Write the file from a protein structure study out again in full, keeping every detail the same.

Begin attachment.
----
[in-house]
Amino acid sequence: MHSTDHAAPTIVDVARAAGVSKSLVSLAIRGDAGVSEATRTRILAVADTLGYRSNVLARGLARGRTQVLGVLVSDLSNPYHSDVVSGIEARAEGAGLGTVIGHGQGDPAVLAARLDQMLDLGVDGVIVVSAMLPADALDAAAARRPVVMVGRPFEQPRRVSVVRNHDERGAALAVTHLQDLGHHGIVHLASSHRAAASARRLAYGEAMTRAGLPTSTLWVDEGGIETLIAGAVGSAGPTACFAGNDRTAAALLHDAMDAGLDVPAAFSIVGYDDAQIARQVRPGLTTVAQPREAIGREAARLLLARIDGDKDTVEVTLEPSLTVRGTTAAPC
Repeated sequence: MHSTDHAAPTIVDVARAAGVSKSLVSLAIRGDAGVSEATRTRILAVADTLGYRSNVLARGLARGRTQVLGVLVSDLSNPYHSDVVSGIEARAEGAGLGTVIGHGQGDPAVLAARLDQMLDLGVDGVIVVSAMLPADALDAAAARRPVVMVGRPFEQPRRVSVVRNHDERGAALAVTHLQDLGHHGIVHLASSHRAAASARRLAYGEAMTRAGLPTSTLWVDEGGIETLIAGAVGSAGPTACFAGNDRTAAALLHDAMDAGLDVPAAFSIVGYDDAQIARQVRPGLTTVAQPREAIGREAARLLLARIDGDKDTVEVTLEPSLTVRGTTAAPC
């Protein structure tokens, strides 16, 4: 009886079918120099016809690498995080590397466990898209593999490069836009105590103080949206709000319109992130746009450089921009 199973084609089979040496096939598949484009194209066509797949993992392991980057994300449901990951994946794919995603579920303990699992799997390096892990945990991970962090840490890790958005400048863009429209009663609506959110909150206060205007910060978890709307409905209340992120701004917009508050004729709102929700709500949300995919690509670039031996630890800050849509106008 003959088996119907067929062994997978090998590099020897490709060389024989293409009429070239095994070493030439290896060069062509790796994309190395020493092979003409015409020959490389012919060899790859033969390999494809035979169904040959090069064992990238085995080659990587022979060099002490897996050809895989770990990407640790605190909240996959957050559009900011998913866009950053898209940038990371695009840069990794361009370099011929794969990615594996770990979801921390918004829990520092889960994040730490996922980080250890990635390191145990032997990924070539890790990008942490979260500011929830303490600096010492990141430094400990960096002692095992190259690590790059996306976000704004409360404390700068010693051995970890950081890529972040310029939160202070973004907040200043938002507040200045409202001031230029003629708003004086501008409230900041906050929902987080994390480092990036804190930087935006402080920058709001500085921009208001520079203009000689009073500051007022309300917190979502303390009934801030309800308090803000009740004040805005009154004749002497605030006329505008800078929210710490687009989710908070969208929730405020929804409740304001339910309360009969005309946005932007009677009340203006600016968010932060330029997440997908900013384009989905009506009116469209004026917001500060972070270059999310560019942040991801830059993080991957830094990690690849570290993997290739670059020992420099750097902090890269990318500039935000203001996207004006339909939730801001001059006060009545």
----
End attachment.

[in-house]
Amino acid sequence: MHSTDHAAPTIVDVARAAGVSKSLVSLAIRGDAGVSEATRTRILAVADTLGYRSNVLARGLARGRTQVLGVLVSDLSNPYHSDVVSGIEARAEGAGLGTVIGHGQGDPAVLAARLDQMLDLGVDGVIVVSAMLPADALDAAAARRPVVMVGRPFEQPRRVSVVRNHDERGAALAVTHLQDLGHHGIVHLASSHRAAASARRLAYGEAMTRAGLPTSTLWVDEGGIETLIAGAVGSAGPTACFAGNDRTAAALLHDAMDAGLDVPAAFSIVGYDDAQIARQVRPGLTTVAQPREAIGREAARLLLARIDGDKDTVEVTLEPSLTVRGTTAAPC
Repeated sequence: MHSTDHAAPTIVDVARAAGVSKSLVSLAIRGDAGVSEATRTRILAVADTLGYRSNVLARGLARGRTQVLGVLVSDLSNPYHSDVVSGIEARAEGAGLGTVIGHGQGDPAVLAARLDQMLDLGVDGVIVVSAMLPADALDAAAARRPVVMVGRPFEQPRRVSVVRNHDERGAALAVTHLQDLGHHGIVHLASSHRAAASARRLAYGEAMTRAGLPTSTLWVDEGGIETLIAGAVGSAGPTACFAGNDRTAAALLHDAMDAGLDVPAAFSIVGYDDAQIARQVRPGLTTVAQPREAIGREAARLLLARIDGDKDTVEVTLEPSLTVRGTTAAPC
């Protein structure tokens, strides 16, 4: 009886079918120099016809690498995080590397466990898209593999490069836009105590103080949206709000319109992130746009450089921009 199973084609089979040496096939598949484009194209066509797949993992392991980057994300449901990951994946794919995603579920303990699992799997390096892990945990991970962090840490890790958005400048863009429209009663609506959110909150206060205007910060978890709307409905209340992120701004917009508050004729709102929700709500949300995919690509670039031996630890800050849509106008 003959088996119907067929062994997978090998590099020897490709060389024989293409009429070239095994070493030439290896060069062509790796994309190395020493092979003409015409020959490389012919060899790859033969390999494809035979169904040959090069064992990238085995080659990587022979060099002490897996050809895989770990990407640790605190909240996959957050559009900011998913866009950053898209940038990371695009840069990794361009370099011929794969990615594996770990979801921390918004829990520092889960994040730490996922980080250890990635390191145990032997990924070539890790990008942490979260500011929830303490600096010492990141430094400990960096002692095992190259690590790059996306976000704004409360404390700068010693051995970890950081890529972040310029939160202070973004907040200043938002507040200045409202001031230029003629708003004086501008409230900041906050929902987080994390480092990036804190930087935006402080920058709001500085921009208001520079203009000689009073500051007022309300917190979502303390009934801030309800308090803000009740004040805005009154004749002497605030006329505008800078929210710490687009989710908070969208929730405020929804409740304001339910309360009969005309946005932007009677009340203006600016968010932060330029997440997908900013384009989905009506009116469209004026917001500060972070270059999310560019942040991801830059993080991957830094990690690849570290993997290739670059020992420099750097902090890269990318500039935000203001996207004006339909939730801001001059006060009545």